Lampitt, Vainieri Huttle, Benson, Mosquera, Spencer & Wimberly Bill to Create Alert System for Missing Disabled Persons Continues Advancing

Bill Would Create MVP Emergency Alert System

(TRENTON) - Assembly approved legislation Assembly Democrats Pamela Lampitt, Valerie Vainieri Huttle, Daniel Benson, Gabriela Mosquera, L. Grace Spencer and Benjie Wimberly sponsored to create an alert system for missing persons with mental, intellectual or developmental disabilities continues advancing.
The bill (A-2709) would require the Attorney General to establish the MVP Emergency Alert System, which would provide practices and protocols for the rapid dissemination of information regarding a person who is believed to be a missing vulnerable person. 
A "missing vulnerable person" or "MVP" is defined to mean a person who is believed to have a mental, intellectual or developmental disability who goes missing under circumstances that indicate that the person may be in danger of death or serious bodily injury. 
The program would be a voluntary, cooperative effort between state and local law enforcement agencies and the media.
The bill was approved by the Assembly in December and released Monday by the Senate Budget and Appropriations Committee.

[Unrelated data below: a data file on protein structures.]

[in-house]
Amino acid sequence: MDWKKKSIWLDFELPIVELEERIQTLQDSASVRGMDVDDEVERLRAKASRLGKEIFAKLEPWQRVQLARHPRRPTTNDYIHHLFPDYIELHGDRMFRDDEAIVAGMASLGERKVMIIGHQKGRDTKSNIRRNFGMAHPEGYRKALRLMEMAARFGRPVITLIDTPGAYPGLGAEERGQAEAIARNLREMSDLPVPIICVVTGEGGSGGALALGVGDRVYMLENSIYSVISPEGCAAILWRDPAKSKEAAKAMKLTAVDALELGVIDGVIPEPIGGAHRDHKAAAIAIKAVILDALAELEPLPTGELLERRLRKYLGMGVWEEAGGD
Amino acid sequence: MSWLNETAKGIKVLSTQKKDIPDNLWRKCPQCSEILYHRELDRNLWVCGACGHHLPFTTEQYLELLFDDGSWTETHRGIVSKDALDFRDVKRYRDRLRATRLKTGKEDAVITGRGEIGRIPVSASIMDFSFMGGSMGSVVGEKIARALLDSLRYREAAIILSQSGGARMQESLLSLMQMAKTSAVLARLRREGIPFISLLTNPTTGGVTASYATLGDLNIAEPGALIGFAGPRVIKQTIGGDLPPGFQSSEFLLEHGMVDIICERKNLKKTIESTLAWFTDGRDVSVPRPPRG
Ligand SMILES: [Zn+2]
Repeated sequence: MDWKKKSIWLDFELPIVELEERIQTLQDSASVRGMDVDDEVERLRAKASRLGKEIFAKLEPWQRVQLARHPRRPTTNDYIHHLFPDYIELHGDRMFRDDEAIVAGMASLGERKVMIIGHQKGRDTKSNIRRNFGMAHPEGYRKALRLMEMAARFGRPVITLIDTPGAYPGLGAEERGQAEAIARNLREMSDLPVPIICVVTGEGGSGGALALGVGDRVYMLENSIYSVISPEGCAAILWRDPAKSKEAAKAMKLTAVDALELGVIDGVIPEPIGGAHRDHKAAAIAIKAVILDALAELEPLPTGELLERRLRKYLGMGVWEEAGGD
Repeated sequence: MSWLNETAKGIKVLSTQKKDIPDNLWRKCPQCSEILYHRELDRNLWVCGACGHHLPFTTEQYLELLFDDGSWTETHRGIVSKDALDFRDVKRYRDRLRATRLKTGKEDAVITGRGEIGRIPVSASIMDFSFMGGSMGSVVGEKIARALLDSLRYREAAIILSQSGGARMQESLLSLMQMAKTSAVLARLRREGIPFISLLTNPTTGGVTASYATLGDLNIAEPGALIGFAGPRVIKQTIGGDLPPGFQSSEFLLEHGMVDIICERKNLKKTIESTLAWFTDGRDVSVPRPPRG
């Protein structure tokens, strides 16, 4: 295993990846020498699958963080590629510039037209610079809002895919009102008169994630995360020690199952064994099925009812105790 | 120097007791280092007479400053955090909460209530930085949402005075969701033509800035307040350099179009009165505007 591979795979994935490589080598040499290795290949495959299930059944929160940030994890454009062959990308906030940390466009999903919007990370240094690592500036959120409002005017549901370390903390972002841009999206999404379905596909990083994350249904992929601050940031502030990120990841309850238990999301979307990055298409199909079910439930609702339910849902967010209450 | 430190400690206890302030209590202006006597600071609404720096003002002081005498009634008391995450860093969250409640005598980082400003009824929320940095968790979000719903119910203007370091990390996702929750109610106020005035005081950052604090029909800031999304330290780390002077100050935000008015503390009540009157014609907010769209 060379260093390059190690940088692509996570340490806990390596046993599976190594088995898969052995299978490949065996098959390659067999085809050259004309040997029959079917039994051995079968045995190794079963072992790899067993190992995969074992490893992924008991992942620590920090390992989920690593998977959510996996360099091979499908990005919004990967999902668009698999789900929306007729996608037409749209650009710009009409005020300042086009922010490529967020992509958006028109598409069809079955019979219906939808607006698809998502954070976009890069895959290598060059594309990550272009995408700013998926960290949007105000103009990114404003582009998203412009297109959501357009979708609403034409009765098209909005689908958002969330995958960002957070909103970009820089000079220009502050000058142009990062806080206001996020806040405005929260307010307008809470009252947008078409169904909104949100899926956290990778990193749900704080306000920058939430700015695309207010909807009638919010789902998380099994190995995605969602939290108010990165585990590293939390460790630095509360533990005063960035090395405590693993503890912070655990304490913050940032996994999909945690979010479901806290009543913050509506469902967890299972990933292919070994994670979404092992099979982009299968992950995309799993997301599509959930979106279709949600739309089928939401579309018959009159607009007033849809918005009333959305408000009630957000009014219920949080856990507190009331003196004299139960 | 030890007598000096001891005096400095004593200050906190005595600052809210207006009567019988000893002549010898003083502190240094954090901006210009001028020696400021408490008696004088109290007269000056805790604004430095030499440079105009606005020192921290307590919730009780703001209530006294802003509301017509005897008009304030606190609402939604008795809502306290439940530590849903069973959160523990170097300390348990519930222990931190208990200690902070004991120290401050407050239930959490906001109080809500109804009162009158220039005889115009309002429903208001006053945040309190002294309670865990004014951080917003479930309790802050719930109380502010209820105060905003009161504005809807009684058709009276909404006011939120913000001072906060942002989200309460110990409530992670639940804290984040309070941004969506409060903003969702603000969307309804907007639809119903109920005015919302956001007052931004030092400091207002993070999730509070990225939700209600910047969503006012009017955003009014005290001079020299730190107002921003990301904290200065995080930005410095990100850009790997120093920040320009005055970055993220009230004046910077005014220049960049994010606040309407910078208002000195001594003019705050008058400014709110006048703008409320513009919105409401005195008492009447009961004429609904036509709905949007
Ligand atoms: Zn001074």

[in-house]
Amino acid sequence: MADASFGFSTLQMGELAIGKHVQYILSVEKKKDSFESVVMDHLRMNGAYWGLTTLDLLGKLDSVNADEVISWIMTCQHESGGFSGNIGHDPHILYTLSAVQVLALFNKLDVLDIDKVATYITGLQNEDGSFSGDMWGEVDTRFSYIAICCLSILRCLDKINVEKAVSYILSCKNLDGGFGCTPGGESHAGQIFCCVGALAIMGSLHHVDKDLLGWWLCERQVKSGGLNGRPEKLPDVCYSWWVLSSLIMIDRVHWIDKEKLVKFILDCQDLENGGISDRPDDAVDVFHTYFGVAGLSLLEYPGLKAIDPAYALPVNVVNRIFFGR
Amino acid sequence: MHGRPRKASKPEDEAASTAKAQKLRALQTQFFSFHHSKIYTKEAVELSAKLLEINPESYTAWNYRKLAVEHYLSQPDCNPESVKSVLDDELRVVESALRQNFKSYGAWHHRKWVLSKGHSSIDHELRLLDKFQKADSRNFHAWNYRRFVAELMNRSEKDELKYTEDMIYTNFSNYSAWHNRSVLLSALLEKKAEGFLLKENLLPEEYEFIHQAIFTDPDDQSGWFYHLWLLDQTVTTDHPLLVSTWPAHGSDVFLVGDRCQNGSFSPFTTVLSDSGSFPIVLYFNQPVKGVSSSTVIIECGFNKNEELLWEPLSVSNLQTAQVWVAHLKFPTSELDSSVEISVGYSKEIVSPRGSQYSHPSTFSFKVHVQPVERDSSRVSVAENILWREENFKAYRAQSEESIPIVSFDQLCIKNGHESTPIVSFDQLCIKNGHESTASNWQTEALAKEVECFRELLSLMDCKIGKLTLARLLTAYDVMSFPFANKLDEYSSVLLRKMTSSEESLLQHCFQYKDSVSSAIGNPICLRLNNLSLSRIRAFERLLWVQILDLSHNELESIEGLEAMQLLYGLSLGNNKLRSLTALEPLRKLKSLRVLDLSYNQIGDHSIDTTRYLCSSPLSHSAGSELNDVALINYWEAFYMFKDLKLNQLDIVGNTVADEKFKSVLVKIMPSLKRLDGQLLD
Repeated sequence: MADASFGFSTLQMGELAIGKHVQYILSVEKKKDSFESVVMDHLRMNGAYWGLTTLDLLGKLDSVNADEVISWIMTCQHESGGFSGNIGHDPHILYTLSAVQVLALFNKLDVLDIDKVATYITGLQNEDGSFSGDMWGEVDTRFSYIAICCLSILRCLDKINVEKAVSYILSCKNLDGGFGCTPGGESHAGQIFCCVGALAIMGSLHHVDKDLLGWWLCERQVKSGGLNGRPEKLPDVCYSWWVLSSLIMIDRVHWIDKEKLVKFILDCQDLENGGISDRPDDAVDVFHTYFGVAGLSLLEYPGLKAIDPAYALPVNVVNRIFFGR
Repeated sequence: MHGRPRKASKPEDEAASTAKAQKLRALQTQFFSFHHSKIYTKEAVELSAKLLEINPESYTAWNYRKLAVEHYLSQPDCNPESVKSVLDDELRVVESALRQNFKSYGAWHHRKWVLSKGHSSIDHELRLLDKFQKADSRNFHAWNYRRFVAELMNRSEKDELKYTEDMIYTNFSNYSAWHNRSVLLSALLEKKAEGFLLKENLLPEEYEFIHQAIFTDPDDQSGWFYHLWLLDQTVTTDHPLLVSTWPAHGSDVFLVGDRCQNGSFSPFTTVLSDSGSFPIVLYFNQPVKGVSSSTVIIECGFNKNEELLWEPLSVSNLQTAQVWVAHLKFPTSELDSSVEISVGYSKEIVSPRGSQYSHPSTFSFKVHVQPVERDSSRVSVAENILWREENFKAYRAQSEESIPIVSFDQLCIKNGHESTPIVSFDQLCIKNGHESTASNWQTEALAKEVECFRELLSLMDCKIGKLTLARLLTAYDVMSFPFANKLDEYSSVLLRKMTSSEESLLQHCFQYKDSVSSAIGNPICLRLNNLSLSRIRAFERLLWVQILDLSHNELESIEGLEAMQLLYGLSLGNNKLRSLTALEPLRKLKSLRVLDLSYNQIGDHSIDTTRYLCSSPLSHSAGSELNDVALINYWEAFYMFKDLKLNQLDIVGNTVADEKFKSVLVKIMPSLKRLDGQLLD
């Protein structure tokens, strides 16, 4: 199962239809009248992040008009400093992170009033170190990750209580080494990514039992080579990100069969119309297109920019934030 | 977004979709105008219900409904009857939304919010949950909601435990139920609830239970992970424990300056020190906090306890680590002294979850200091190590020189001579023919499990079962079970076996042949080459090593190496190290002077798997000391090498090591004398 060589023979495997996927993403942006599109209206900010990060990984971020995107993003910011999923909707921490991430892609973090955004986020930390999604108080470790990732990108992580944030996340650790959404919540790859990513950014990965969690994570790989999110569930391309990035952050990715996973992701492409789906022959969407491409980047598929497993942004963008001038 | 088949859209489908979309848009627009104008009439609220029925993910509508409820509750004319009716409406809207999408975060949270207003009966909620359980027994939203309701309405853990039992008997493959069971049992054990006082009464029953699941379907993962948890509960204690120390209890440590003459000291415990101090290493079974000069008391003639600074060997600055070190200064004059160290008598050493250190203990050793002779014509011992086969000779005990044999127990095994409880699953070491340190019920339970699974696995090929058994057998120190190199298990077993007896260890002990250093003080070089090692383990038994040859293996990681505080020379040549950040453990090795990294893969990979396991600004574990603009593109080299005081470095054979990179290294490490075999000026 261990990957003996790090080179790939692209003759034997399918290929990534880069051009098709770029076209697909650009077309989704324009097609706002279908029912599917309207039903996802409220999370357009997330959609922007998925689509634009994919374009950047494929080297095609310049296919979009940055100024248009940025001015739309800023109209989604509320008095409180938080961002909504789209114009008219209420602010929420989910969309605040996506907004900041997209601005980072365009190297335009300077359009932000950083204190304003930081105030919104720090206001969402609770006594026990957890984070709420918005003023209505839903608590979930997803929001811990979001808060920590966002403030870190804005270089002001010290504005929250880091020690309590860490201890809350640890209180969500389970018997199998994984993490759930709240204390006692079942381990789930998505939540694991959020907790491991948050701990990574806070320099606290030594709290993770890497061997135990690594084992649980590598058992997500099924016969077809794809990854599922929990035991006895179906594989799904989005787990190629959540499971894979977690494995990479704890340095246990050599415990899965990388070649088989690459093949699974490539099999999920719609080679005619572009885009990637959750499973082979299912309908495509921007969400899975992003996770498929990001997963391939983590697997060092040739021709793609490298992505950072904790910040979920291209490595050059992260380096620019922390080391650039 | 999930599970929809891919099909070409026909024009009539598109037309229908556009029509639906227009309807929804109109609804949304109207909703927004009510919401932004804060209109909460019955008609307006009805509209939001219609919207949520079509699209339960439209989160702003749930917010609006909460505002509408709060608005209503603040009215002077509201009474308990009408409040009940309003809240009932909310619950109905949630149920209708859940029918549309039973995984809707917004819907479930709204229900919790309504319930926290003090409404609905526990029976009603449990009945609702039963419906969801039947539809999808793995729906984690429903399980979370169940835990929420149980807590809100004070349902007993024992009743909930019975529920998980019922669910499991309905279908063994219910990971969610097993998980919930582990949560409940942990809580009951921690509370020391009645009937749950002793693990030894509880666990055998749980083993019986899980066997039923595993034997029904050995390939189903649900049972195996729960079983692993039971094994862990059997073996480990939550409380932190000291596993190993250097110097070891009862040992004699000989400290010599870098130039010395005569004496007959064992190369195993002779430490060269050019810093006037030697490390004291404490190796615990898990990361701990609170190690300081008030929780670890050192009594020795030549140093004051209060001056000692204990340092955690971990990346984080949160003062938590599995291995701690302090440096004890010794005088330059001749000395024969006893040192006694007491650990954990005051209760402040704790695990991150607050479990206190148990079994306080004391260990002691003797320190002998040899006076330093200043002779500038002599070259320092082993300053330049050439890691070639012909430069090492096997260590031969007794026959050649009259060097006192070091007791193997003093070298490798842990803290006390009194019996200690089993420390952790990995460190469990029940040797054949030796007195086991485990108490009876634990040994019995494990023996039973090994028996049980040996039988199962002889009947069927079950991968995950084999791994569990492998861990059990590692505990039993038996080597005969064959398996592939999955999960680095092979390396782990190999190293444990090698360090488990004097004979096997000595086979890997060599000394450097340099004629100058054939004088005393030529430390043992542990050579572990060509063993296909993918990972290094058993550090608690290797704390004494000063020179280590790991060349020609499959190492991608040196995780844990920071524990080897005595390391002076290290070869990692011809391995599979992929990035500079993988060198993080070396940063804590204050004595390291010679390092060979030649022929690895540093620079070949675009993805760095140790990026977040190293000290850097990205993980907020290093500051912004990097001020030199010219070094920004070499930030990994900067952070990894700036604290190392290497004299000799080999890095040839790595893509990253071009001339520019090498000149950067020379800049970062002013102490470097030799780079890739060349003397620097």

"This legislation reflects our collective duty to protect some of the most vulnerable New Jersey residents," said Lampitt (D-Camden/Burlington). "We must do all we can to ensure missing individuals can return home safe and sound, especially when we have all the necessary resources already in place."
"When it comes to recovering a person who's gone missing, we know that time is of the essence and knowledge is power," said Vainieri Huttle (D-Bergen). "By creating widespread awareness as soon as possible, we can maximize the likelihood that a missing person will be found alive and unharmed."
"We already have systems in place to alert the public when other vulnerable populations go missing," said Benson (D-Mercer/Middlesex). "This is another way to aid in the search of individuals who may be at a higher risk of going missing and may have a harder time seeking help because of their disabilities."